Oakland-based Christopher White has completed the daydreaming stage—he attended the residency last fall, and is happy to reflect on the time spent at Headlands.
“The Headlands residency is quite well-known in Bay Area performance circles, and many friends have done it in years past—Jesse Hewit, Erika Chong Shuch, Larry Arrington,” he says. “I had heard wonderful things about the experience and decided that this would be a good time to apply, because it would give me the space to refocus on my art-making practice and slough off some of the sclerotic administrator-brain that had accumulated over the years.”
Working as a theater and performance artist, White started his career as a director specializing in new plays and new play development, which led him to “the downtown NYC scene in the late ’90s.” In 2000, he moved to Dublin, Ireland, and immersed himself in European performance theater, following groups like Forced Entertainment and Pan Pan Theatre in Ireland. A move to Boulder, Colorado followed, and White attended grad school at Naropa University. He was in the first class of an M.F.A. program in “Actor-Created Physical Theater.”
“My program moved to London after the first two years and became the London International School of the Performing Arts,” he says. “It’s based in the pedagogy of Jacques Lecoq, a very influential French theater teacher and the training focuses on empowering actors as the primary creative force in creating a piece of theater.”
After school, White moved to the Bay Area with two classmates and co-founded Mugwumpin, a performance theater ensemble based in San Francisco. “For 12 years I ran the company, during which time we made many works, both full-length pieces for theater and smaller performance works for non-theater spaces,” he recalls. “All the work is created collaboratively by the ensemble and the pieces are generally non-narrative, preferring to explore thematic and emotional terrain through potent images, spacial dynamics, movement and a protean internal logic.”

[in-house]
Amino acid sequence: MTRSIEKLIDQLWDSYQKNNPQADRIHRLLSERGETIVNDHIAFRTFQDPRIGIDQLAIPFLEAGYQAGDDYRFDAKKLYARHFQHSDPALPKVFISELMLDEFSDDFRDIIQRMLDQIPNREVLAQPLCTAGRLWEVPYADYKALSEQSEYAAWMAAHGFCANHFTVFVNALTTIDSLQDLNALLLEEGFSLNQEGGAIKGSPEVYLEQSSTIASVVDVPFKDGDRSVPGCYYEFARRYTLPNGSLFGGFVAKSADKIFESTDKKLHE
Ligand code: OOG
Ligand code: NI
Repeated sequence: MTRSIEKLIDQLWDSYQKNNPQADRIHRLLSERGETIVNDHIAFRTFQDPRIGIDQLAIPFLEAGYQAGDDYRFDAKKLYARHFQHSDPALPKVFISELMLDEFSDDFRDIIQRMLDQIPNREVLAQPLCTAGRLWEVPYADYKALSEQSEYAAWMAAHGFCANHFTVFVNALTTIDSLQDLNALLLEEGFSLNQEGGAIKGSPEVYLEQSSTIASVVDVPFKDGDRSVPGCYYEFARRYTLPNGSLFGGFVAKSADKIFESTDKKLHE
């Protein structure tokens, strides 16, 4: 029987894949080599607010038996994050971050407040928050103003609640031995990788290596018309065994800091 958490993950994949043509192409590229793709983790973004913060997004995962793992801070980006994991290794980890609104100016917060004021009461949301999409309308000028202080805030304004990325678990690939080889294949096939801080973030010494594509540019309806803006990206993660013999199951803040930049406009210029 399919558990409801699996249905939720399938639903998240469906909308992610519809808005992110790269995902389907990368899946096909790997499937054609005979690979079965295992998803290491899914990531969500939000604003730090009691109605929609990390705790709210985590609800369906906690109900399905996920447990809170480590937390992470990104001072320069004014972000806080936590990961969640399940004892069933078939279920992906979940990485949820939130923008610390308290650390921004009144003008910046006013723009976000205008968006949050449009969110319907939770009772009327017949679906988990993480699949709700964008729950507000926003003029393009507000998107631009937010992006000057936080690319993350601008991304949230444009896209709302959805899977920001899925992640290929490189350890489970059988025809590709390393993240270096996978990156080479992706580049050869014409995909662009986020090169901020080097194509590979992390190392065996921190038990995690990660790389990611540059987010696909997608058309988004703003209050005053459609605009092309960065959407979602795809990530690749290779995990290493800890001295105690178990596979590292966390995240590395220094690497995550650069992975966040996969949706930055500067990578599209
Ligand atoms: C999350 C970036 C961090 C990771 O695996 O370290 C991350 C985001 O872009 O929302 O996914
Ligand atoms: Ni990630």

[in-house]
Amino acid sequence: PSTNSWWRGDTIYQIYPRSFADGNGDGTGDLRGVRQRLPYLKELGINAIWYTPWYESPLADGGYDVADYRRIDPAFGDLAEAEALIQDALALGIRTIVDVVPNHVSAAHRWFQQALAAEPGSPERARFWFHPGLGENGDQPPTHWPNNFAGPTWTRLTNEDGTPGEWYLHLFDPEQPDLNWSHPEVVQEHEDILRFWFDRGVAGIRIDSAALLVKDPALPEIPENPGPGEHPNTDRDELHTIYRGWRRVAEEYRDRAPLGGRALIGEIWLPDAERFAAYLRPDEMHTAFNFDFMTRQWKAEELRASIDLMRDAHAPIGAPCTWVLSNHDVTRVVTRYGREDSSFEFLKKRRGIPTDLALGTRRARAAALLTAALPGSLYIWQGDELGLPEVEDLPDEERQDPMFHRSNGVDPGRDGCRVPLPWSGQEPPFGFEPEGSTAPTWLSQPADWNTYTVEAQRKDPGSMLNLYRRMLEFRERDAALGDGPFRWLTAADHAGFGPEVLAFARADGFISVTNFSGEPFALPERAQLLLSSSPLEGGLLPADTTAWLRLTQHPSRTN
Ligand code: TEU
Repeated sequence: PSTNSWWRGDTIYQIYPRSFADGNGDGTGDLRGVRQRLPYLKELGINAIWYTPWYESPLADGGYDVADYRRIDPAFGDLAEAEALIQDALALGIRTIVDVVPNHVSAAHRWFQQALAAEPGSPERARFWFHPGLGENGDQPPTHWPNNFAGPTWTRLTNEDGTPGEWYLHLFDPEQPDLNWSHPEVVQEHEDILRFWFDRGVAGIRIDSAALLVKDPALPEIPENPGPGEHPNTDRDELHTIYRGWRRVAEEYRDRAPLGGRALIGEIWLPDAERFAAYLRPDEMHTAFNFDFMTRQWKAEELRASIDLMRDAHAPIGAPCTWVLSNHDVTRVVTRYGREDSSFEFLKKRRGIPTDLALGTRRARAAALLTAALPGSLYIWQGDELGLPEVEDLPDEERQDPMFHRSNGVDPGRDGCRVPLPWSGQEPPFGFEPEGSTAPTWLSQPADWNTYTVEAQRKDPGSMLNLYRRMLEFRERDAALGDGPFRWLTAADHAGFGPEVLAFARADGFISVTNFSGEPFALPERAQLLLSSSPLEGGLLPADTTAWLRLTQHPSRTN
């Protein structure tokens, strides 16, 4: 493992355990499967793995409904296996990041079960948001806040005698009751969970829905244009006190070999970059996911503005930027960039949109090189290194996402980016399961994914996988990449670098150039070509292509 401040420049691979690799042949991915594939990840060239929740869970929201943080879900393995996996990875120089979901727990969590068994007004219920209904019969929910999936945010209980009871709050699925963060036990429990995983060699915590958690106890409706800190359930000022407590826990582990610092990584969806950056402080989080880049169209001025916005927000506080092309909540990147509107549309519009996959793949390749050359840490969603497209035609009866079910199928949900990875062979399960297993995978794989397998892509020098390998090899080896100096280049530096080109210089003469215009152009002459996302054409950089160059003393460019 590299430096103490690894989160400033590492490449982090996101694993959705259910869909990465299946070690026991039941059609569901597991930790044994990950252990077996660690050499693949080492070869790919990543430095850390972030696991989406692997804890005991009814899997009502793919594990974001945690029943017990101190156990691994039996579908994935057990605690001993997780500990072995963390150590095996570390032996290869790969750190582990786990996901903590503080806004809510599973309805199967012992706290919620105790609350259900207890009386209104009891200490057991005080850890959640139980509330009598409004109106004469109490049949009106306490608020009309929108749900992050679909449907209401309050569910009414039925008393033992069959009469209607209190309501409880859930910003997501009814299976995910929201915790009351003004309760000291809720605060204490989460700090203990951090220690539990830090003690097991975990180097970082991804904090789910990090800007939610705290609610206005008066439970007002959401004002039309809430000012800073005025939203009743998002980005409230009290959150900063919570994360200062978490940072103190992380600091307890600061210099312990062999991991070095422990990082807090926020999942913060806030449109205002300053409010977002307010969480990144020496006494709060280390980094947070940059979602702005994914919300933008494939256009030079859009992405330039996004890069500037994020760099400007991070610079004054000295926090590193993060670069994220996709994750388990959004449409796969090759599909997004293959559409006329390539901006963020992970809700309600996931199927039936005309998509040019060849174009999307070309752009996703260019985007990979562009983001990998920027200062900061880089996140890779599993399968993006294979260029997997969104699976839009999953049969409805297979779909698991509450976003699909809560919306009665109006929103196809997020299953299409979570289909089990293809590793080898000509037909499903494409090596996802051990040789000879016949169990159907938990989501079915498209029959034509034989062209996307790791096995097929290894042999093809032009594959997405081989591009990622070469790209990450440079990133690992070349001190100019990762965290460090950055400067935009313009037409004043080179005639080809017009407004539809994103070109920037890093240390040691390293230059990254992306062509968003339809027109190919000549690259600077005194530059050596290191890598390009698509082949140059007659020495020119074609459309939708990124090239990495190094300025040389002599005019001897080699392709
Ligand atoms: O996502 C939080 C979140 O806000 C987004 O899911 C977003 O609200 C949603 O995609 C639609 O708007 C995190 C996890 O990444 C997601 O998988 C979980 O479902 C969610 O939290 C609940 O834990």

About a year ago, White took a leave of absence, following a health scare, during which he “continued teaching and redeveloping my own voice as an independent artist, but as someone who derives power and inspiration from collaboration.”
White says that the residency allowed him ample time for reading, hiking, thinking and percolating.
“Of course, I also had an enormous studio space to work in, and took advantage of that as well,” he says. “I ended up focusing on ways to think deeper about collaboration as a process that I can engage in with the audience, not just with my fellow artists.”
While at Headlands, White created a piece called Asking, which he calls “a little bit Quaker meeting, a little bit seance.” For each showing, the artist recruited an audience member and gave him or her a prompt question to elicit a story from their own life, followed by questions from the audience. “The key aspect is that
the participant is never seen; instead, a performer wears an earpiece and is channeling the participant’s words in real time, never having heard them before, to the audience,” White says. “It’s a quiet, meditative piece that nonetheless carries a lot of emotional heft, largely because of its simultaneously intimate and mysterious qualities.”
According to White, the Headlands residency is a retreat, in the truest sense of the word. “The location is remote; despite its proximity to the city, you feel far from civilization, and you’re surrounded by miles of gorgeous hills and trails and coastline,” he says. “There’s almost no phone service, and the internet available there is very weak and spotty. It was very valuable because it forced me to get out of ‘go’ mode and shift into a more reflective mental space.”
For artists living in the current social climate and economy, such opportunities are fuel. White says that disconnecting, relaxing and carving out space and time allows artists to “connect to the basic root impulses that drive us to work, quieting some of the pressures of deadlines and technology and urban living that insidiously shape our habitual thinking patterns.”
Then, there are practicalities and not-to-be-underestimated human connections.
“It is an individual’s journey, but there [are] places like Headlands that understand that aspect of an artist’s professional needs, providing space for engagement, resources and time to develop your work and practice and exposure to their community,” Soto says.
Soon, the center will welcome her, along with more than 40 other artists from all over the world, to do just that.
Headlands Center for the Arts, 944 Simmonds Rd., Sausalito; 415/331-2787; headlands.org.